Passwords play a pivotal role in safeguarding an organization’s cybersecurity, serving as a vital tool for employees that surpasses the risks of relying on their own memory. In this month’s discussion, we delve into the advantages and disadvantages of employing password managers to fortify the protection of company-owned digital assets.
One of the reasons that information technology keeps changing is for the sake of the user and their convenience using it. However, if this convenience comes at the sacrifice of your business’ cybersecurity, it just isn’t worth it. This is the crux of why we always recommend that any organization seeking to use password management should invest in a reputable password management software, rather than the built-in capabilities of modern browsers.
Passwords are just one part of a comprehensive security strategy, but they are a crucial one. You must make sure that you are investing adequate time and effort into making sure your passwords are secure. This is easier said than done, but by the end of this brief article, you’ll have the essential information you need to craft excellent passwords for your accounts.
Whether you love them or hate them, passwords serve an important purpose in the realm of cybersecurity. They are the first line of defense against potential threats, yet they are also notoriously easy to crack. Some of the biggest names in technology have been working on ways to get around the challenges presented by password security, including one that we are excited to highlight in today’s blog.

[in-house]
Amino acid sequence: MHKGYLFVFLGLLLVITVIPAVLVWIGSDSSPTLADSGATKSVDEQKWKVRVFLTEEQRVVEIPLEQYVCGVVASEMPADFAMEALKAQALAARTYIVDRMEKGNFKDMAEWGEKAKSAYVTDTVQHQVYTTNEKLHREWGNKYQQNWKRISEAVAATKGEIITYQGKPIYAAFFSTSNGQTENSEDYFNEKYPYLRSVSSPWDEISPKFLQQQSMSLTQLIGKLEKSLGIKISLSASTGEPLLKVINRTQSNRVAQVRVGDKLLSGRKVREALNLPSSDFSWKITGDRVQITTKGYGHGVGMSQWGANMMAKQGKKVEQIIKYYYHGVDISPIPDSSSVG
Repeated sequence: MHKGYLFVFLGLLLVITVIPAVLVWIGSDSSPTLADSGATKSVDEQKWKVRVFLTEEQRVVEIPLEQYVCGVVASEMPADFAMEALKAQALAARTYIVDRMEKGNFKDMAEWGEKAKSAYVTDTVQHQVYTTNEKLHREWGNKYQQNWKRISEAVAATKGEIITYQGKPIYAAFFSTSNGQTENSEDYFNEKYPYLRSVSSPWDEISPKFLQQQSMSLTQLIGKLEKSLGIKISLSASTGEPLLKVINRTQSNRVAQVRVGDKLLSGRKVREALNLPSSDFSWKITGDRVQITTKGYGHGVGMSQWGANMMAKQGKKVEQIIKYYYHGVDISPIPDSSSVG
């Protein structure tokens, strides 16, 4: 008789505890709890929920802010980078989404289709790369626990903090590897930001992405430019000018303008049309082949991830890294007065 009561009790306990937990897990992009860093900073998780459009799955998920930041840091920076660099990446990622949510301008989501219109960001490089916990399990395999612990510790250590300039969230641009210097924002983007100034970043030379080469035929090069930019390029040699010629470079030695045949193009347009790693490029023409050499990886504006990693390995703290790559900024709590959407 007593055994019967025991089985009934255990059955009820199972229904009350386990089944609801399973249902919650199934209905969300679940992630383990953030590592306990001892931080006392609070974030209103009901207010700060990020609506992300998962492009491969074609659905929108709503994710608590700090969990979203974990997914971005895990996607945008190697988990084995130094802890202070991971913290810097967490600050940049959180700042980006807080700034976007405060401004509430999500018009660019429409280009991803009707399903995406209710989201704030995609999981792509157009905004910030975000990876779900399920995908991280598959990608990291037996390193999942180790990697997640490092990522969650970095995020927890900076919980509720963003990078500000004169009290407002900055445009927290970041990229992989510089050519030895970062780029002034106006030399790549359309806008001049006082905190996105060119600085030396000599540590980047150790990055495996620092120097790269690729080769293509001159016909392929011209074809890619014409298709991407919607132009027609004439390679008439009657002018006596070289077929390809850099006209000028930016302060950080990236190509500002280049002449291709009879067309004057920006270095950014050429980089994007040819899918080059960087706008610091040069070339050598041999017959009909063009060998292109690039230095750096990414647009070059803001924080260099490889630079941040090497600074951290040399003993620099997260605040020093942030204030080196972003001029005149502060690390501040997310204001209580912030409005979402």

Simple passwords are often the bane of a business’ existence. If you routinely use strings like Password, 123456, Guest, or Qwerty to secure an account, then you need to reexamine your password practices before they lead to a data breach. A good password can go a long way toward helping you in this effort.
Passwordless authentication has been increasingly spoken of in favor of the typical password-based method, and is gaining traction the more it is talked about. Google recently took steps toward passwordless that we felt warranted some discussion.
User authentication is a critical security feature for a business, specifically because it helps to minimize a significant threat to your business. This is why we’re so adamant that you should require multi-factor authentication wherever it is available… but is a better way to authenticate your users on the horizon?
Passwords have been a primary data security measure since 1960, when MIT researcher Fernando Corbató suggested the practice—although even he is reportedly slow to take full credit. Why? Well, if you ask Corbató (and his contemporaries, who were the first to implement passwords as we’d recognize them today), the security concerns were limited. So, have we reached the point where it would be best to replace passwords as the default authentication measure?
Keeping a secure password is a little confusing these days, especially when the standards for what is an acceptable, complex password seem to keep shifting back and forth. Let’s take a look at some of the industry-standard best practices for passwords and how you can implement them for your business.